Colzium Castle Wall

The Ruins of this castle lie 100 metres north of Colzium House at the point where the driveway turns sharp left to eventually meet with Tak-Ma-Doon Road.  All that remains of the Castle today is part of a wall which now forms the gable wall to the adjoining cottage.  Prior to 1214 when the Earl of Lennox gifted extensive lands to his sister Eva it is suggested that a Motte was in the area of Colzium.

A motte – and – bailey castle is a fortification with a wooden or stone keep located on a raised earthwork called a motte, accompanied by an enclosed court yard or bailey, surrounded with a protective ditch and palisade.  Relatively easy to build with unskilled, often forced labour but still a formidable structure.  These castles were built across Europe from the 10th Century spreading across Normandy, France and into the Roman Empire.  The Normans brought the design into England after their invasion in 1066 and it spread over Wales and into Scotland.  Motte – and – Bailey castles in Scotland during the 12th and 13th centuries.  By the end of the 13th century these castles were replaced with alternative designs of protection however the earthworks for them remain as a significant feature throughout Scotland.

Colzium Castle itself was an unusually large “L-Plan” Tower House placed on a platform above the Colzium Burn.  This was built by the Livingstons of Callander to replace the Motte at Castlehill in the mid fifteenth century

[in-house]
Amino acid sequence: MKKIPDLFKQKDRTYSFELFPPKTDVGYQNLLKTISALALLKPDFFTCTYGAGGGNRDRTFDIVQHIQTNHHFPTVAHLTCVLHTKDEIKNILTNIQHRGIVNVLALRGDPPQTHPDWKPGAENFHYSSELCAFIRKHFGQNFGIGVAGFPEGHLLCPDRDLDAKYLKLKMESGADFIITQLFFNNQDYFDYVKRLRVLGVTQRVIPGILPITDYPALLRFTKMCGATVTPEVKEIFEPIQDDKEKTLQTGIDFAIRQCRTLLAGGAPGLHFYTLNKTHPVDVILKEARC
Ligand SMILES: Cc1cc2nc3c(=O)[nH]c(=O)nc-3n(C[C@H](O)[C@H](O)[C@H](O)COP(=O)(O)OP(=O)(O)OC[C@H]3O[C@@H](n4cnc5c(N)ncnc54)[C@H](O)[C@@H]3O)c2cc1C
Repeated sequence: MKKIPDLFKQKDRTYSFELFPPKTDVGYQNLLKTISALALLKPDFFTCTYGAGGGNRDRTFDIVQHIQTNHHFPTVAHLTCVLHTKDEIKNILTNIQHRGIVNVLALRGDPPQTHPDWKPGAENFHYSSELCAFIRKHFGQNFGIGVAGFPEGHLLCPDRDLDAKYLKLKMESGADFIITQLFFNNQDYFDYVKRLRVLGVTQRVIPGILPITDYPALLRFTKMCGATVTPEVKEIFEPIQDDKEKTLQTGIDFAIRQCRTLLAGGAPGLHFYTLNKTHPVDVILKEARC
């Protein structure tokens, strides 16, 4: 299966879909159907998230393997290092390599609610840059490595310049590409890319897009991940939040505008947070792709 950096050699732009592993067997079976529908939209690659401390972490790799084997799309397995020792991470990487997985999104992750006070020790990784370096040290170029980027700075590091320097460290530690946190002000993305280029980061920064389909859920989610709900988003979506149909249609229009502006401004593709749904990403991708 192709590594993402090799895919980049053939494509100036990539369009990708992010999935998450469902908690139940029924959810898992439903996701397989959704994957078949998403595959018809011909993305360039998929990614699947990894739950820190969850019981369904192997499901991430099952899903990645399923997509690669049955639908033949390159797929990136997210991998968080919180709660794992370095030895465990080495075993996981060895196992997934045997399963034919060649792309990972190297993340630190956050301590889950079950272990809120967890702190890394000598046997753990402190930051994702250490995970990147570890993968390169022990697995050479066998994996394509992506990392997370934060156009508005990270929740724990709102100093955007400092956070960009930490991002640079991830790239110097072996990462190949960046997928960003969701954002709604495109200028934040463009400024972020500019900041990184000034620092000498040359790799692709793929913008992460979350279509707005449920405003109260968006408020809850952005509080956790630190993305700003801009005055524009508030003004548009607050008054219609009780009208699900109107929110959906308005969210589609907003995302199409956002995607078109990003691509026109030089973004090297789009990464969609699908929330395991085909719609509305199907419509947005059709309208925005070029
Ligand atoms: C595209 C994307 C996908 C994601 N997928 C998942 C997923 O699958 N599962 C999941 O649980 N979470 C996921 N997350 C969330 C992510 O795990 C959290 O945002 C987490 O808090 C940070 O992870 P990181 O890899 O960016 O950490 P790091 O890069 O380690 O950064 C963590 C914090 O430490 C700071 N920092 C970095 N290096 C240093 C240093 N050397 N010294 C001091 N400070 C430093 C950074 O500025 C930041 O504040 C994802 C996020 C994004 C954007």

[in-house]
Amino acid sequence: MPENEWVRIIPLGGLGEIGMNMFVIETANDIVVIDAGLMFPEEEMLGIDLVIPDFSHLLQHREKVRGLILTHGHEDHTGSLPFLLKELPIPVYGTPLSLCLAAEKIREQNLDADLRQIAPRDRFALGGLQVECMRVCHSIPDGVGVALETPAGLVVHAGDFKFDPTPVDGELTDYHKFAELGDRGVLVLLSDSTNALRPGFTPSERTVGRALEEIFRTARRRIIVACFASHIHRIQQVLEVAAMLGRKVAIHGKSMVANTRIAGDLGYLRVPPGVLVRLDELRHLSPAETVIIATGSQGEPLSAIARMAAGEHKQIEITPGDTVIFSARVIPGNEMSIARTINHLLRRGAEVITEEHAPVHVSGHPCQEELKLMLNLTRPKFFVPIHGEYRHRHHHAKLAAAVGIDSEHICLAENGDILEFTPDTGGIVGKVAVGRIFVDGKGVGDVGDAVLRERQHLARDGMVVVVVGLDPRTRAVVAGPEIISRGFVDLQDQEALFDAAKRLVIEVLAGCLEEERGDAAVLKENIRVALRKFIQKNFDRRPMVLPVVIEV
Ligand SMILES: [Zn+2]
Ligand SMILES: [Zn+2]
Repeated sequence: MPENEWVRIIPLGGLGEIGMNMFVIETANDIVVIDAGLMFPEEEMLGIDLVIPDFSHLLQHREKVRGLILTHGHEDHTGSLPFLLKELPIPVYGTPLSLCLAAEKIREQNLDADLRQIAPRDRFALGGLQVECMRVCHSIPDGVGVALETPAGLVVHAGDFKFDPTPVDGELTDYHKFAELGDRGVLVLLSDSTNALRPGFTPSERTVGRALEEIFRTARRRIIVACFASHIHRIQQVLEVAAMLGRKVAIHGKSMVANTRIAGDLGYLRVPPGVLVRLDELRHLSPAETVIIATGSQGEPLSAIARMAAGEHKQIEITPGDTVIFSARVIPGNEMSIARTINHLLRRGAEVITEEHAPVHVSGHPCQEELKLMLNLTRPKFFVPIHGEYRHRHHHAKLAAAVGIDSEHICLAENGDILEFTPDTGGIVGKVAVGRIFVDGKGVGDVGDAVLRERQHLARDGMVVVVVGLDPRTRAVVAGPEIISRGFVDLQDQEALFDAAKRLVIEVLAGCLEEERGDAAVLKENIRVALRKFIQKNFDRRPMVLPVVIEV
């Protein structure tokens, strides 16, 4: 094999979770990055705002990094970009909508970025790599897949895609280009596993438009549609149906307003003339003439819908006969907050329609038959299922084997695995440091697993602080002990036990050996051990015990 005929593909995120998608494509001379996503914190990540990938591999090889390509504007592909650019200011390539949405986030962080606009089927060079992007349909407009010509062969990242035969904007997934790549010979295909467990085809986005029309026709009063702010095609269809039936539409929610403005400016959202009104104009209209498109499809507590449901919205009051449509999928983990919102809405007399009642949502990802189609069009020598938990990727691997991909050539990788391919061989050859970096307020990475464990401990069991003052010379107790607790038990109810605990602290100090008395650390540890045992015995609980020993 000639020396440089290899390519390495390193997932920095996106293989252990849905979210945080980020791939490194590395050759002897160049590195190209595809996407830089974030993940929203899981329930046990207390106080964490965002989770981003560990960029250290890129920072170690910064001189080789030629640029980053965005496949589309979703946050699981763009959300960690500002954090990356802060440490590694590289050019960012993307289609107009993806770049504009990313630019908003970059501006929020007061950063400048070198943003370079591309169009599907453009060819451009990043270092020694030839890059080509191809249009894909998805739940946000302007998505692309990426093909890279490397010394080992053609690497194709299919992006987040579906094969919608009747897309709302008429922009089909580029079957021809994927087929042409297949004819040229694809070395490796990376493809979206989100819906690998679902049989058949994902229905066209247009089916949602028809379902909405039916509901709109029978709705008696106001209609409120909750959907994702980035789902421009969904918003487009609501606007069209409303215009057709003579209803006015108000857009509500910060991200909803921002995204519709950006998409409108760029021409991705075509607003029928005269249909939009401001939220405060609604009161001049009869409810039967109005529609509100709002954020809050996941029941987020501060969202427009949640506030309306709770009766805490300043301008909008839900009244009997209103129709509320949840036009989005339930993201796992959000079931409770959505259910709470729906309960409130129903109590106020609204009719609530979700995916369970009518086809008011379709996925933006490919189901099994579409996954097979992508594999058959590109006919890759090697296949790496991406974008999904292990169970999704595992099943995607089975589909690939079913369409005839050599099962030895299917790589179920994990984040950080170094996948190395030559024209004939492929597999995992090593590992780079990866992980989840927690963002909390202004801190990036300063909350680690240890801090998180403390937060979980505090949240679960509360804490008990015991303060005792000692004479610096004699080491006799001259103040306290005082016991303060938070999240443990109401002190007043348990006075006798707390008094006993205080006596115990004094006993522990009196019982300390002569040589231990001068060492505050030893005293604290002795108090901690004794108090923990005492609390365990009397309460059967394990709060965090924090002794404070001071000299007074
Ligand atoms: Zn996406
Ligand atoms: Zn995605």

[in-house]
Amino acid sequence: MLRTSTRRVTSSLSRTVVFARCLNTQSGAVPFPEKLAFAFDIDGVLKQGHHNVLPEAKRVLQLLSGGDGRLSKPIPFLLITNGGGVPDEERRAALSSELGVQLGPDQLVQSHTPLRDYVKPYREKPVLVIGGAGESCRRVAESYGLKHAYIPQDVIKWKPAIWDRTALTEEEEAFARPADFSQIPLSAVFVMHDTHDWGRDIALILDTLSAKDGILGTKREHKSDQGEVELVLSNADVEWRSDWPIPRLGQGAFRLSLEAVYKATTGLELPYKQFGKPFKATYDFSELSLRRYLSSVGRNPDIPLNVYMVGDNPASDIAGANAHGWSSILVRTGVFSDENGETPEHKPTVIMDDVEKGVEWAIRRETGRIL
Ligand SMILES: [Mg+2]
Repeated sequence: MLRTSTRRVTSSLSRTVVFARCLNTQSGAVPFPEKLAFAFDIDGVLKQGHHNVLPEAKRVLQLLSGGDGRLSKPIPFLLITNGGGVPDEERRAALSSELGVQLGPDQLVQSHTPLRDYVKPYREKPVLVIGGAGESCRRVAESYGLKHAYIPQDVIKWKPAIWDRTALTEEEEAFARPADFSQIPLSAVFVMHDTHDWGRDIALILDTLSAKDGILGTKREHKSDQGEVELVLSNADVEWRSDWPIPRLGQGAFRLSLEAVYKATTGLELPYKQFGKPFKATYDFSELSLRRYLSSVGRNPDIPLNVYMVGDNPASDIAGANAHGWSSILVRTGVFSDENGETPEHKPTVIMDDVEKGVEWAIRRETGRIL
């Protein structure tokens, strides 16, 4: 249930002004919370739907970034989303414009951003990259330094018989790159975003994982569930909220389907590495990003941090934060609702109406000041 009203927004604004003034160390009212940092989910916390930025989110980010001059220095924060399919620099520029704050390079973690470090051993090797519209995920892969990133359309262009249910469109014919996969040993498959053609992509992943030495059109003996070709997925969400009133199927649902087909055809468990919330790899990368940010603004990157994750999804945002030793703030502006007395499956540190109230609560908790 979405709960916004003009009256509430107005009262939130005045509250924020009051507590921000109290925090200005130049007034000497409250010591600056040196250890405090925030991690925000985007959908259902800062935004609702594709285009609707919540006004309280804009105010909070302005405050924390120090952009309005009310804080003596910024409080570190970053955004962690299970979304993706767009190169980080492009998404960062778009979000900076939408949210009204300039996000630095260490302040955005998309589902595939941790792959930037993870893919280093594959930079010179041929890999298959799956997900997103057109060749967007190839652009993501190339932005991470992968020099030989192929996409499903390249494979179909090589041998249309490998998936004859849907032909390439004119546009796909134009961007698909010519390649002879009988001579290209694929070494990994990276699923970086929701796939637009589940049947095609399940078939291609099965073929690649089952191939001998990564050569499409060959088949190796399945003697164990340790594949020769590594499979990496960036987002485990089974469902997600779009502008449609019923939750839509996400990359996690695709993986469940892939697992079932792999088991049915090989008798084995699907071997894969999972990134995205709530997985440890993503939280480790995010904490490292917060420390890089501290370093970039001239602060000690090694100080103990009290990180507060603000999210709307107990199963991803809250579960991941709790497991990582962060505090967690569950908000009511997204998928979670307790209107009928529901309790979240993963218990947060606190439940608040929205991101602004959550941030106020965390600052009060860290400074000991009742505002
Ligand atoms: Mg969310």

Constructed from roughly dressed stone, an engraving dated 1575 was found in the ruins suggesting it was built or extensively modified at this time.  The basement is said to consist of a vaulted chamber while the upper levels are presumed to be a hall and accommodation.

Prior to a carpark being constructed on the site a “rescue dig” was carried out in the spring of 1978.  This revealed the ground plan of the Tower House and a substantial hall house being added in 1575.  In the Courtyard of Colzium house there is a large stone tablet bearing the Livingston Linlithgow coat-of-arms, which once adorned the hall house

The castle was demolished by William the third Viscount Kilsyth in 1703 just prior to his accession to the title.